With the soaring house price in the populated city like Toronto or New York, home ownership has becoming a distance dream for a lot of us. Long term rent is a reality. Yet, unlike other investments, home ownership has an emotional connection for a lot of people. Many still struggle with to rent or to buy decision. Deep-down, many of us still want to own our homes. I don’t have to look far, my husband has been driving me up the wall with our house building project. He has a dream. Oh yes, he does! For my sentimental hubby, this house signals an accomplishment and a place to build long lasting family memory for our daughter. I will write a post on my first house building experience. It has been a painstaking project and I consider divorce him several times.
And, I digress… On the surface, real estate is a good investment. We all need shelters and we can’t grow land, so real estate seems like a must have. Moreover, the price of real estate has been rocketing in major metropolitans, thus it seems like buy is better than own. Apart from a purchase price of the house, there are other costs of home ownership that you need to take into the consideration.
The cost of mortgage default insurance for buyers who have less than 20% down payment
For Canadian, if you have less than 20% down payment, you need to have mortgage default insurance. In Canada, CMHC and Genworth are the biggest mortgage default insurers. You can add the mortgage default insurance premium into the balance of your mortgage or you can pay the premium upfront. Most of us don’t have money to pay the premium upfront because it is very expensive.
For example, you want to purchase a $500,000 condo and you have 5% down payment ($25,000), your mortgage default premium will be $19,000. Now, $19,000 premium on a 25 years amortization seems very small in monthly payment, but consider this: to repay a $19,000 balance on a 25 years amortization and at 3% interest rate, you will pay $7,974 in interest payment. Your “real” mortgage premium cost is $19,000 + $7,974 = $26,974. Suddenly, the mortgage default premium doesn’t seem cheap anymore. Most people don’t see the cost of mortgage default insurance because it is included into your mortgage payment. While it’s possible to purchase a house with as little as 5% down payment in Canada, it will just cost you more in mortgage default insurance premium. So, the more down payment you have, the less you will have to pay in mortgage interest payment as well default insurance premium.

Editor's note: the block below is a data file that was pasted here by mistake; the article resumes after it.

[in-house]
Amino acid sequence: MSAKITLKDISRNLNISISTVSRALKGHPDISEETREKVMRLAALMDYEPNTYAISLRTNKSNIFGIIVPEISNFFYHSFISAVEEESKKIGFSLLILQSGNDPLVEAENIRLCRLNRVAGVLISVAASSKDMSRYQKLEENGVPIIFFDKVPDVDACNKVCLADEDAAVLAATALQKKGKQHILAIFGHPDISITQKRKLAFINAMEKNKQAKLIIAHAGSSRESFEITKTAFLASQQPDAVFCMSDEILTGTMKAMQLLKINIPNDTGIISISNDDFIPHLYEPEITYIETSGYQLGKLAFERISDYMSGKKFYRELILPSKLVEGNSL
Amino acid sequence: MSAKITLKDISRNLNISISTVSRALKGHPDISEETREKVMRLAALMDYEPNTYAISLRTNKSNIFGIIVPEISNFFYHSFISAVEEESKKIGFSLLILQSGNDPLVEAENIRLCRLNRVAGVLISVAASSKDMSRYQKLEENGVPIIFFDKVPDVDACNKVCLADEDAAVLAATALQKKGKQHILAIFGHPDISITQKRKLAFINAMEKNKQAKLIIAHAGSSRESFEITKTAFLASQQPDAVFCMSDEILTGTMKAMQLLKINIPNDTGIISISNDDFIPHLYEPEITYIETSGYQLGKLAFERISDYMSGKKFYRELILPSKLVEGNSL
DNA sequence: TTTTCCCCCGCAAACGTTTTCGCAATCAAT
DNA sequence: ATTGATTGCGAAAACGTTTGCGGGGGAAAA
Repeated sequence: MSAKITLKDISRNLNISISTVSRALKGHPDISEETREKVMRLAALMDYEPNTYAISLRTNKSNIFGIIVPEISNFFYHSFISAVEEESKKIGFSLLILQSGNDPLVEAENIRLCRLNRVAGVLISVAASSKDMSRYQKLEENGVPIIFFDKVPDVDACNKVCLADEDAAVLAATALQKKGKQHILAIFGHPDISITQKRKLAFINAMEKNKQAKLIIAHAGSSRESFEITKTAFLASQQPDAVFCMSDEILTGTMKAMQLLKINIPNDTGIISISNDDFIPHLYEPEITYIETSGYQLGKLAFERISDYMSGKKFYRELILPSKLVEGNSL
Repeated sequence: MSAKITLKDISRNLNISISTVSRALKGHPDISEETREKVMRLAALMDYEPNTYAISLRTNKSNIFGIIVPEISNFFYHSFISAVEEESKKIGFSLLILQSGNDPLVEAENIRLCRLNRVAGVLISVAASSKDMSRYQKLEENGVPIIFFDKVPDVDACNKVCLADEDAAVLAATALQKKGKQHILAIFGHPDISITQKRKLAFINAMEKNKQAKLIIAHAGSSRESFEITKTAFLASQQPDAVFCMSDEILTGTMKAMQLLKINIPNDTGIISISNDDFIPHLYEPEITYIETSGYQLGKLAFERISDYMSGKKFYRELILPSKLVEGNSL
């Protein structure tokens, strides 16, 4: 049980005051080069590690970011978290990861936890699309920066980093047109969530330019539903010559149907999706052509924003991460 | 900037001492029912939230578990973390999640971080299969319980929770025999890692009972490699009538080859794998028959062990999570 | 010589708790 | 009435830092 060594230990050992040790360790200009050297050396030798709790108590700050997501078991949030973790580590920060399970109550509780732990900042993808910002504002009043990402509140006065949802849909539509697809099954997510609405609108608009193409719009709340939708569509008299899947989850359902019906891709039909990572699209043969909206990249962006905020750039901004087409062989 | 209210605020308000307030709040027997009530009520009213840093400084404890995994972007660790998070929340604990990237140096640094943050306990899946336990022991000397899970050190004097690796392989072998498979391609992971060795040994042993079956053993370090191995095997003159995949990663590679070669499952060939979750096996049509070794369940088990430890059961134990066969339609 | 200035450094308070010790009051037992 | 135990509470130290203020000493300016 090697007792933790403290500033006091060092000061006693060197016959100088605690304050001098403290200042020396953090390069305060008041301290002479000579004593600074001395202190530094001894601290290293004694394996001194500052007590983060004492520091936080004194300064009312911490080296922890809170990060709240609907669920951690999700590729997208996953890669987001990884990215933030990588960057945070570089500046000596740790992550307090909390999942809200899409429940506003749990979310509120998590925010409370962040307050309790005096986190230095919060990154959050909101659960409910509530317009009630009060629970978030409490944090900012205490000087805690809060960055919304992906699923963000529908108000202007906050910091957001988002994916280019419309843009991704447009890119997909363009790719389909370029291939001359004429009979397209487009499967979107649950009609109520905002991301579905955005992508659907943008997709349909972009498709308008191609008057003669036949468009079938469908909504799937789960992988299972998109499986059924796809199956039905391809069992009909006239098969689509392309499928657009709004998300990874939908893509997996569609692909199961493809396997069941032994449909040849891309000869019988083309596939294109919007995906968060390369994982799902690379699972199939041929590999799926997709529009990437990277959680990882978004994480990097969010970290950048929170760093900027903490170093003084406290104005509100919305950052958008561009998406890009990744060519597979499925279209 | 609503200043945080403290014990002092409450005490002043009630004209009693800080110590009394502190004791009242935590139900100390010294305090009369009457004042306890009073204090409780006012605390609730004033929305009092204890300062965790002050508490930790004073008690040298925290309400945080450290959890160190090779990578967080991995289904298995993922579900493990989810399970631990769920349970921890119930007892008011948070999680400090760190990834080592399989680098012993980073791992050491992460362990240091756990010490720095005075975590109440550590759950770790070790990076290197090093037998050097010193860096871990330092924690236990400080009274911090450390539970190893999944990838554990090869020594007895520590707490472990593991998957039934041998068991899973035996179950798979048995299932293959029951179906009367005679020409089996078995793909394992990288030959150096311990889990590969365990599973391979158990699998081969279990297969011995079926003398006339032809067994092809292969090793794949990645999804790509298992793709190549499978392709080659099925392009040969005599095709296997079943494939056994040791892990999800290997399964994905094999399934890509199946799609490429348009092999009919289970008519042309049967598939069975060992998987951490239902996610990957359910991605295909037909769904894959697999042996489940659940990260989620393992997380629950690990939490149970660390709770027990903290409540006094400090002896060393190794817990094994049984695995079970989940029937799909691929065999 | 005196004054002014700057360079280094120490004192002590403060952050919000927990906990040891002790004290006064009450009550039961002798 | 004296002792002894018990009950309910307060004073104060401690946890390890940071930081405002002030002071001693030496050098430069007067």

The closing costs
There are a number of other closing costs that need to be taken into account when buying a house. Depending where you live, land transfer taxes can carry a significant price tag. Ratehub.ca has a decent calculator, and you can get an estimated land transfer tax amount including rebate. In some provinces and cities, there is a rebate available for first time home buyers. Land transfer tax rebates are available to first-time homebuyers in Ontario, British Columbia, and Prince Edward Island which will help to offset some land transfer tax.
Apart from land transfer tax, you will need to cover lawyer fees, seller/buyer property tax adjustment, appraisal fees, home inspection fees, moving cost as well as any furniture purchase. Most bankers will tell you that 1.5% of your purchase price is sufficient for all closing cost, but sometime it can go to 5% depending the purchaser’s needs. On average, aim for 2-3% of your purchase price for closing cost and watch every penny you spend, because you don’t want to dwindle to the last dollar before moving into your first home.